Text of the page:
They must regularly check on staff wellbeing and arrange further support or counselling if required.

 

Celebrating successes, however small, should also be encouraged.

 

Taking care of yourself

At the individual level, healthcare workers should be encouraged to access educational material about moral stressors and moral injury, to use stress reduction activities like relaxation therapy, mindfulness or meditation, and to look after themselves physically by eating well, exercising, maintaining social connections and getting sufficient rest.

 

Healthcare workers can support each other with shared experiences and seek professional support if they feel distressed or troubled.

 

In addition, the families of healthcare workers can also be given information so they know the challenges for healthcare workers and how to best support loved ones.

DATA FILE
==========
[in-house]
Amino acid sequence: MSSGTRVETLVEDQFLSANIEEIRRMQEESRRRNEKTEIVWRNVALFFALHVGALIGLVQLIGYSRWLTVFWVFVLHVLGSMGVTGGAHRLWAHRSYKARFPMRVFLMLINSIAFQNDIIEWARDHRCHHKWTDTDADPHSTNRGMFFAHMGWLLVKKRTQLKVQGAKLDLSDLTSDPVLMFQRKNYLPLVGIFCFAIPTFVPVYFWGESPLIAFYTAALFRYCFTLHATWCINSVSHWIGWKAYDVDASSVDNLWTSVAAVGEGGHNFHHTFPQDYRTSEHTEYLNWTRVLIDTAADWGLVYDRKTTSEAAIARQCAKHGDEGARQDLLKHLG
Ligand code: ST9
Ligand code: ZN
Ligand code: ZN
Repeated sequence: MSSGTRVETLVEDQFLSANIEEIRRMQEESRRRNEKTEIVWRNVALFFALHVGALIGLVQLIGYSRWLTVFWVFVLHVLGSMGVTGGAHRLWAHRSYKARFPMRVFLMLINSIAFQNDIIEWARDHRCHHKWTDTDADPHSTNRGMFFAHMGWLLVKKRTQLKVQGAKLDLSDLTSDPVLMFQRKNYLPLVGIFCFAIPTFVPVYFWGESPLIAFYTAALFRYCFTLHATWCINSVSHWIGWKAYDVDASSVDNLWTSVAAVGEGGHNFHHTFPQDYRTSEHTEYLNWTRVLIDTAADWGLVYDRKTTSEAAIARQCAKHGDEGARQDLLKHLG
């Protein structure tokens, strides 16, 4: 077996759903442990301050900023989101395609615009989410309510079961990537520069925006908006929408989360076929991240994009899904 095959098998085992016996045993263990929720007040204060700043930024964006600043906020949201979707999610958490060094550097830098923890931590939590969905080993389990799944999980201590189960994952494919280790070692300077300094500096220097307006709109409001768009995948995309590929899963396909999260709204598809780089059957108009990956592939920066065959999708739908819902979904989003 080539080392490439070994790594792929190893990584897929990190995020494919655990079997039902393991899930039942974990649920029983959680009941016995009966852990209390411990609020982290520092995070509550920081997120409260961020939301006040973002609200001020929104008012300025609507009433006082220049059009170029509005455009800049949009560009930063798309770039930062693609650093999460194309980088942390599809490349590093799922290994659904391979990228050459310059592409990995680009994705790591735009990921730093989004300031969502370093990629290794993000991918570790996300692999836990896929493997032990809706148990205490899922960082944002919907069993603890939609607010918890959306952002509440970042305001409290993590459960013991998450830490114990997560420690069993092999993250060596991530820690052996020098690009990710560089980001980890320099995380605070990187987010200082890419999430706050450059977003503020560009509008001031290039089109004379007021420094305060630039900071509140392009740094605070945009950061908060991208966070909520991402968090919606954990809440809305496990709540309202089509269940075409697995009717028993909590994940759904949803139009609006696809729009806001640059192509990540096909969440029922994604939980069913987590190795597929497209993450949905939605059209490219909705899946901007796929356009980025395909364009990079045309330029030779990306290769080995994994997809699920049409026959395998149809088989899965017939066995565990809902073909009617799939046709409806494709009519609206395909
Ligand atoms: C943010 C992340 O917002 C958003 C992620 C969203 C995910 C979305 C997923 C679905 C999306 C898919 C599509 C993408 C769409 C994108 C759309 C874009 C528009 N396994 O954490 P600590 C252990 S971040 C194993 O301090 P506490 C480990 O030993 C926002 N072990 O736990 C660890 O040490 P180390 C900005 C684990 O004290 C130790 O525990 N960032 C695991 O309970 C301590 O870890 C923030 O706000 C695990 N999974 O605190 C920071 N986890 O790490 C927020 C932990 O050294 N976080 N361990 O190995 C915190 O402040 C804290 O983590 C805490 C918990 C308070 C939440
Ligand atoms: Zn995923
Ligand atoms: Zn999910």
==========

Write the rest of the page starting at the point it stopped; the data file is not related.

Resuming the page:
Current best practice psychological approaches emphasise the importance of making meaning of moral stressors and working towards forgiveness of oneself or others.

 

Depending upon the religious beliefs of a person, chaplains or other spiritual advisors may play an important part in addressing moral injury.

 

Public expressions of gratitude for the service and dedication of healthcare workers should continue. Picture: Getty Images

 

The importance of public gratitude

Finally, public support for healthcare workers is critically important.

 

The military experience has demonstrated the power and enduring legacy of negative public opinion on those returning from war zones. Any negative commentary about healthcare workers and the difficult choices they may be forced to make needs to be avoided.

 

We hope that government and public expressions of gratitude for the service and dedication of healthcare workers during the COVID-19 pandemic continue – helping to promote a sense of pride in the critical role our healthcare workers have played.

 

This article was first published on Pursuit. Read the original article.